Traumatic brain injuries, otherwise known as TBIs, can be complex and challenging to diagnose, especially when the more overt symptoms are absent. While severe cases of TBIs often manifest with noticeable signs like intense headaches, there are subtle signs that people should not overlook.
Considering that a startling 214,110 people went to the hospital because of a TBI in 2020, according to the Centers for Disease Control and Prevention, staying vigilant is important. Some subtle indicators may not be immediately apparent, but they are important in identifying a TBI.
Changes in sleep patterns
One subtle sign of a TBI can be alterations in sleep patterns. This may include increased drowsiness during the day or difficulty sleeping at night. Some individuals might experience disrupted sleep or unusual fatigue, which can be indicative of underlying brain trauma.
Mood swings and irritability
A TBI can affect a person’s emotional well-being. Mood swings, unexplained irritability or sudden bursts of anger may occur. These emotional changes are part of the brain’s altered chemistry following an injury.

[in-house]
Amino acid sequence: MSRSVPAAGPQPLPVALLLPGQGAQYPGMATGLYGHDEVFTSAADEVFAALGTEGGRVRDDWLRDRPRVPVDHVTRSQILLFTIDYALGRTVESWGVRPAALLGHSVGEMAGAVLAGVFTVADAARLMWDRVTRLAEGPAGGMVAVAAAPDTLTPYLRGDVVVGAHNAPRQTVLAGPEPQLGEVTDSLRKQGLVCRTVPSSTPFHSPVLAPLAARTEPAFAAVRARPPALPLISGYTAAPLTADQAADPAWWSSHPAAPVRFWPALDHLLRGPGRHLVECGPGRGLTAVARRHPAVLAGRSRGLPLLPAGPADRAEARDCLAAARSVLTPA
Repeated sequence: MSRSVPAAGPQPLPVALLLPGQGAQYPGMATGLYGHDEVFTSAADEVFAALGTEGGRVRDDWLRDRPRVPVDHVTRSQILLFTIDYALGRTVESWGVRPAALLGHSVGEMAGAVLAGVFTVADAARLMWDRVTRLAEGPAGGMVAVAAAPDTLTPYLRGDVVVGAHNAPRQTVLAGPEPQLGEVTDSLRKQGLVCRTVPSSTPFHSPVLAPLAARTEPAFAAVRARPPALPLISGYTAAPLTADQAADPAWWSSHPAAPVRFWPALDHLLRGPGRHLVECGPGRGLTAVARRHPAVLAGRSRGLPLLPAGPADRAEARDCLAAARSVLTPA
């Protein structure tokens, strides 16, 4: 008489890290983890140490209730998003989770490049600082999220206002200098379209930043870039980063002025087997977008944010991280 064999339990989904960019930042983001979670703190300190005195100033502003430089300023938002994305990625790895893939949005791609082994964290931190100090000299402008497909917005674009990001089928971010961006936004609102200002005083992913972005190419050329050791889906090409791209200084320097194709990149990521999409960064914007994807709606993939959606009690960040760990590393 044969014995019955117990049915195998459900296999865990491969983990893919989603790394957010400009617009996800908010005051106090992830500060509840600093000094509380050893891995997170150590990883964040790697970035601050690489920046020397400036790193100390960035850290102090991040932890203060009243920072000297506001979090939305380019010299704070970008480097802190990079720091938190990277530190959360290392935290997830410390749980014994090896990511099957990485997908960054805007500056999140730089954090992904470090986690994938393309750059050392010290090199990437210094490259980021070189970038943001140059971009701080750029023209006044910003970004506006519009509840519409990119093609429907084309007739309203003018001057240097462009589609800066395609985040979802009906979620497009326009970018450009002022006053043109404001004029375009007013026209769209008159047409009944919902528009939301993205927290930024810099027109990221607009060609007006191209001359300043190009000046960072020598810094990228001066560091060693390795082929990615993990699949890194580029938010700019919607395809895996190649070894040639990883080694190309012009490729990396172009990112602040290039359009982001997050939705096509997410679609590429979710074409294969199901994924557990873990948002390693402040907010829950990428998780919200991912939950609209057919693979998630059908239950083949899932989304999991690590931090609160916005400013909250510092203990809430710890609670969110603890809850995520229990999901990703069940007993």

Another subtle sign is a noticeable decline in the ability to concentrate. Individuals with TBIs may find it challenging to stay focused on tasks, experience mental fog or struggle to remember details of recent events.
Heightened sensitivities to light and noise are often associated with TBIs. Affected individuals may become more bothered by bright lights and loud sounds than they were before the injury.
Changes in taste and smell
An altered sense of taste or smell can also be a subtle sign of a TBI. Some individuals may report unusual or unpleasant tastes and odors that they did not experience previously.
Balance and coordination problems
Subtle balance and coordination issues can develop after a TBI. Affected individuals may feel unsteady on their feet, experience dizziness or have trouble maintaining balance.
Changes in social behavior
TBI can alter an individual’s social behavior. This may manifest as withdrawal from social activities, isolation or a decreased interest in maintaining relationships.
Subtle memory problems can develop after a TBI. These may include forgetfulness, difficulty recalling recent events or trouble forming new memories.
Fatigue and weakness
Persistent fatigue and unexplained weakness, even in the absence of physical injury, can be subtle signs of a TBI. These symptoms can interfere with daily activities and quality of life.
Recognizing these signs early on is important for early intervention and appropriate medical care. TBIs are complex injuries that require proper diagnosis and treatment to prevent long-term complications.